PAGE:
Trigger warning: vivid descriptions of child loss/PTSD
My husband went to the doctor a couple of years ago, and when he came home, he told me that he had been diagnosed with PTSD. It wasn’t surprising, not really, especially as someone who was diagnosed with PTSD not long before him and easily recognizes the signs of such a disorder — flashbacks, bad dreams, agitation, social isolation, mistrust, etc.
And my, oh my, did he ever have these symptoms.
You see, our four-month-old daughter died suddenly and without reason a few years ago. After a completely normal weekend, I woke up the next morning to find my baby laying gray, unresponsive, and with a bloody nose (a normal occurrence for babies who have died from SIDS). 9-1-1 was dialed, CPR was performed, but my husband and I fought a losing battle.
With each chest compression, more and more blood was pooling in and out of her little mouth, and before the first responders ever walked through my door, her tiny, perfect hand was already growing cold. Even if I couldn’t bring myself to accept it in that moment, I knew in my heart of hearts that my baby was already gone.
By the time we had reached the hospital, it didn’t take more than ten minutes before the ER doctor said those words no parent can fathom hearing. It was all just so… traumatizing. So painstakingly traumatizing.
More than anything else that haunts me from my daughter’s passing, it’s the repetitive images from that morning. The blood, her laying lifeless, first responders accidentally breaking her ribs while trying to resuscitate her, and my husband crying out like I’d never seen before… sometimes, even still, it’s all just too damn much.
There are no words which could adequately express the heartbreak, shock, and trauma of that morning. Trying to comprehend how someone so perfect and innocent could be alive one moment and gone the next felt like I had failed her as a mother. Like her life had slipped right through the gaps in my fingers, and I know my husband felt the same way as her father.
From the very beginning, he and I have grieved in opposite ways. In the trauma room of the ER, I curled up on the hospital bed with her, pressing my body against the weight of my daughter’s, tracing her face with my fingertips, and kissing her cheeks over and over again gently. Meanwhile, he was crouched in the farthest corner of the room sobbing in a way that I will never forget. I can still see him crying out, “No! Not my baby! Not my baby! Not my baby!”
It crushed me.
He desperately wanted to leave the hospital ASAP, folding into his “flight” response of the trauma, but I couldn’t stand the sight of our house’s four walls. He stored our daughter’s baby swing and car seat in our basement the following day without asking me first, and though I tried respecting his own grief by letting him have his way, I just… wasn’t ready. His response to our daughter’s death has been to lock away her memory so deep that even he can’t find the key, but I find immense gratitude in remembering my baby.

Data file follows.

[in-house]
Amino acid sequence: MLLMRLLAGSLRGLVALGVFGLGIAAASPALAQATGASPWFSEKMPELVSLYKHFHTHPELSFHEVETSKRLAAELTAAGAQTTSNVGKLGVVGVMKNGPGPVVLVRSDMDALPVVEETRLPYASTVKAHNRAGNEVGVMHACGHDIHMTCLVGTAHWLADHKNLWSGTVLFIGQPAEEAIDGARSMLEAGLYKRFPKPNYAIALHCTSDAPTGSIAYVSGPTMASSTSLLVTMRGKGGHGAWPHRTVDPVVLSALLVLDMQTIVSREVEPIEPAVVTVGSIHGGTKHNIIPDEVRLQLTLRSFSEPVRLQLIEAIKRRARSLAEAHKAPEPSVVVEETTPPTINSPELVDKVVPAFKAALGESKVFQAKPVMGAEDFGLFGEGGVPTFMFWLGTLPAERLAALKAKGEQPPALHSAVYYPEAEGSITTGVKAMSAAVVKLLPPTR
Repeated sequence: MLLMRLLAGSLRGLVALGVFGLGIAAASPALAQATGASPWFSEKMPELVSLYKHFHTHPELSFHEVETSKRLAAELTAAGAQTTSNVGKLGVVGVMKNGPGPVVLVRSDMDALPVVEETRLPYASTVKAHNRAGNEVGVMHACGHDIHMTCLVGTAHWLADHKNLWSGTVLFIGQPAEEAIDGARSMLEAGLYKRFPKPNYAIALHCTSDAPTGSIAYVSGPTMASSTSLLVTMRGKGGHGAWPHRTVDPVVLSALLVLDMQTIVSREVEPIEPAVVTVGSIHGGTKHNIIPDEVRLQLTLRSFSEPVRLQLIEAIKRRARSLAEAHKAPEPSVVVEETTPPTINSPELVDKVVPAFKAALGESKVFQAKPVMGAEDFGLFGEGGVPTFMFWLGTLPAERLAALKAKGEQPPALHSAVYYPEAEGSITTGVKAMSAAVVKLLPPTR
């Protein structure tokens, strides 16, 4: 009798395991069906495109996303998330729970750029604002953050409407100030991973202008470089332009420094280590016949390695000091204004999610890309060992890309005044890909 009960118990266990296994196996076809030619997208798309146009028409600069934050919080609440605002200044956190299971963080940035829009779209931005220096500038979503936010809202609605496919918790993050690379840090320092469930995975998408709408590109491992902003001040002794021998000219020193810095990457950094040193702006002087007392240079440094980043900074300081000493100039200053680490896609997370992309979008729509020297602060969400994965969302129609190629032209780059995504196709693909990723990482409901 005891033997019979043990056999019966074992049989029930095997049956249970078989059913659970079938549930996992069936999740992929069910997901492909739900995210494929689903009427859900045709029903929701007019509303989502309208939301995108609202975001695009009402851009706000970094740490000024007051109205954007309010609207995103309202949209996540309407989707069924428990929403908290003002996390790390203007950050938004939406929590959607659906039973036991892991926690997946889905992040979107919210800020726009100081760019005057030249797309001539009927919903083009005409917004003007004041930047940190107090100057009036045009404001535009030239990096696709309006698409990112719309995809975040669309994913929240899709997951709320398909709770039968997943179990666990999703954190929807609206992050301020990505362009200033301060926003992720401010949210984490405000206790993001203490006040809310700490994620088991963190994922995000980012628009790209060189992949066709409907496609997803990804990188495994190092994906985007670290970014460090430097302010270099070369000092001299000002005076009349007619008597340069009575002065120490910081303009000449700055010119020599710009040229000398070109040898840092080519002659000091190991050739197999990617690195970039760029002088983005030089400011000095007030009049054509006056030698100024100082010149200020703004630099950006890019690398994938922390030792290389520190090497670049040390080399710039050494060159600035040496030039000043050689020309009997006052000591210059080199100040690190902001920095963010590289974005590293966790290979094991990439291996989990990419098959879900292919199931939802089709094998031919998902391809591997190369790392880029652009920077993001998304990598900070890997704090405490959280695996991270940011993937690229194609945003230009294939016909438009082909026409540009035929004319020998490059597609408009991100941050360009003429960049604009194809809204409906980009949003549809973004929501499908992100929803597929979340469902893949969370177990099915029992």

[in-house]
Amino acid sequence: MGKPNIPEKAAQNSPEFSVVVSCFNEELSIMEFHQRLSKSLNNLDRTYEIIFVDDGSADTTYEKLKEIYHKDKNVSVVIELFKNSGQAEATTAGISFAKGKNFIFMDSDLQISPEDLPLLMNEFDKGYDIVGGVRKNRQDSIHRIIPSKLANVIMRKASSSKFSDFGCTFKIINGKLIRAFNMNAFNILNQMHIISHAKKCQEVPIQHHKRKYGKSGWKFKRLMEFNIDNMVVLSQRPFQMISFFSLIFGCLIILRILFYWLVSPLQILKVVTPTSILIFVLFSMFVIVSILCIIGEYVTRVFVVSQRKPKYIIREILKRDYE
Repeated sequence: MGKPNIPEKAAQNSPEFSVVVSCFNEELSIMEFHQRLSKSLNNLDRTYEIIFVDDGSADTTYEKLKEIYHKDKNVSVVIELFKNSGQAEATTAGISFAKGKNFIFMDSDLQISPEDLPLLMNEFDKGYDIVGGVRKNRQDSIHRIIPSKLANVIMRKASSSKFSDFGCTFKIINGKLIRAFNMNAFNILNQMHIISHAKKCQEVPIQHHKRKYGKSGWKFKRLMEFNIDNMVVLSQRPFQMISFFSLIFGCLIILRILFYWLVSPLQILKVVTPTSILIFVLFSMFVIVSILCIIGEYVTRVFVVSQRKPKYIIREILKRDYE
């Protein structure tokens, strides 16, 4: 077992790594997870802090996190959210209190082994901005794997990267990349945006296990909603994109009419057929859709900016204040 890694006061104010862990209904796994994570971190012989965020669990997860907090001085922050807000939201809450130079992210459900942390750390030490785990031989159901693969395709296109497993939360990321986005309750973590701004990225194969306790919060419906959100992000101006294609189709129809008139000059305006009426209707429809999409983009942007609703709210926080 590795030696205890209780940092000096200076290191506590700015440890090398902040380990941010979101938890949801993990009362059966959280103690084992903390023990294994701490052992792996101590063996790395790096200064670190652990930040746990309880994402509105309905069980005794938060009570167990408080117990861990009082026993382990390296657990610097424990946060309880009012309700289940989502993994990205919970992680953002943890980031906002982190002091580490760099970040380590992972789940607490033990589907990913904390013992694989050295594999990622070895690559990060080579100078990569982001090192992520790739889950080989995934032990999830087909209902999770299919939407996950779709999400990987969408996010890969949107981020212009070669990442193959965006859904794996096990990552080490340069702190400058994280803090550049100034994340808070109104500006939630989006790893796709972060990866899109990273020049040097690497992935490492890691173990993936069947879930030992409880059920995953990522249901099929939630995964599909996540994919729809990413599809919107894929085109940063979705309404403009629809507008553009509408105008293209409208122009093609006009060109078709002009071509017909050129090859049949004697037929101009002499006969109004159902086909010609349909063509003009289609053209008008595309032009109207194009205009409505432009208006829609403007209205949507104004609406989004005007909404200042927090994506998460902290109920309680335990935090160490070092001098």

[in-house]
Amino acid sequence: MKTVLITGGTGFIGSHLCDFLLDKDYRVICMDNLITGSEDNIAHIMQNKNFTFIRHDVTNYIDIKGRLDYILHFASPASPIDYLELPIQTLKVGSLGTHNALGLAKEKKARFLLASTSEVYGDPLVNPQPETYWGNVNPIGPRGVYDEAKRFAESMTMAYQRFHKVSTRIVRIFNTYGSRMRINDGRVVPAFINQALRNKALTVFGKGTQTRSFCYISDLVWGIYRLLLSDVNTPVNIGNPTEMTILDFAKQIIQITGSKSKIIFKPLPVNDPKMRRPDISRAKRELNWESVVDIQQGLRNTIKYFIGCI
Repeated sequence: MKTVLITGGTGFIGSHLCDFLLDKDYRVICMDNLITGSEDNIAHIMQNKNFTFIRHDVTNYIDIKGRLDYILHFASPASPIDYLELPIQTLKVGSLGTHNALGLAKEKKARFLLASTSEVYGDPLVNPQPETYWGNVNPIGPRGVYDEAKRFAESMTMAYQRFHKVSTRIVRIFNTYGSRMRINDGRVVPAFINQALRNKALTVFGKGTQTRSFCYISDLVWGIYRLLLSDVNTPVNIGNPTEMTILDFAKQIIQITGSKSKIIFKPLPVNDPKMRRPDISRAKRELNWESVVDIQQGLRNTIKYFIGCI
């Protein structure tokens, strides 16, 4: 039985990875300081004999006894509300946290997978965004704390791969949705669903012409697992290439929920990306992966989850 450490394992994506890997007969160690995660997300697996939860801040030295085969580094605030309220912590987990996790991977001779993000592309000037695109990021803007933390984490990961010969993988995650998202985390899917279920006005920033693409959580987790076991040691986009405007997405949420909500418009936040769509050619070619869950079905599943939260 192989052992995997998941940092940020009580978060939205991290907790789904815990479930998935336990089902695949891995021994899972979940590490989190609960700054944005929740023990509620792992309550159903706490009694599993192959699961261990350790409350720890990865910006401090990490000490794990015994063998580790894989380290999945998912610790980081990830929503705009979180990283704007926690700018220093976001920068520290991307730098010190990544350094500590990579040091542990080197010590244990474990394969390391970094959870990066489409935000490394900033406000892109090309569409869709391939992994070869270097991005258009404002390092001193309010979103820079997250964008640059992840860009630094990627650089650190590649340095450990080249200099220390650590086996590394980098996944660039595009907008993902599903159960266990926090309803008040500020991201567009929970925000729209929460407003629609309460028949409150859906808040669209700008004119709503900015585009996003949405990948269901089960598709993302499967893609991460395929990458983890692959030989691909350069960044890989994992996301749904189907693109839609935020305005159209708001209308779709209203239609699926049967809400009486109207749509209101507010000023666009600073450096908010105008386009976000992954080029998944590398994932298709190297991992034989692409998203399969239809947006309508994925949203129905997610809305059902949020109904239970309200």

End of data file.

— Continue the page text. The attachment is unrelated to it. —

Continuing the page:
We have the same diagnoses of PTSD for the exact same reasons, but they might as well be worn through contrasting colors. My disorder causes me to feel tremendous, sometimes irrational, fear over the unknown, and he feels great rage over what is done. Even years later, I need to talk about my daughter’s death so my brain can process this tragedy, but he’d rather I didn’t mention her name in his company.
To put it simply, our relationship isn’t the same anymore, and it shatters every part of me. We struggle to find a happy medium when it comes to our daughter, so the result is that we do not grieve together at all… and in truth, this just doesn’t feel like how it should be.
He is the only person on this earth who knows what it was to lose her, the trauma of that morning, and how it’s been to live every day since then. Yet, he is the only person who refuses to talk about her. He lashes out in anger, saying unspeakably horrible things to the people he loves the most, with me being the one taking the brunt of the load. While I try to be understanding, loving, and compassionate for the sake of his well-being, I often find myself asking, what about me?
I’ve tried helping him for years without acceptance, and I struggle to live in a household where it feels like, between us, our daughter didn’t exist.
I see him wake up from bad dreams, those terrible awful ones, and I’m beside him when one of our babies is sleeping “too” soundly, causing him to rush over to them in panic. Throughout it all, without him saying a word, I know the demons he is battling… and I wish he felt safe talking to me.
This anger, irritability, and restlessness he feels is a blindfold to an even bigger issue, I know that. But that doesn’t mean I can’t miss him. I miss the man he was before he was met with the one thing in life he will never be able to fix. I miss him just as much as he misses the woman I used to be before this loss altered me. We miss each other and the couple we used to be.
Above all, I miss the days when we didn’t have PTSD.
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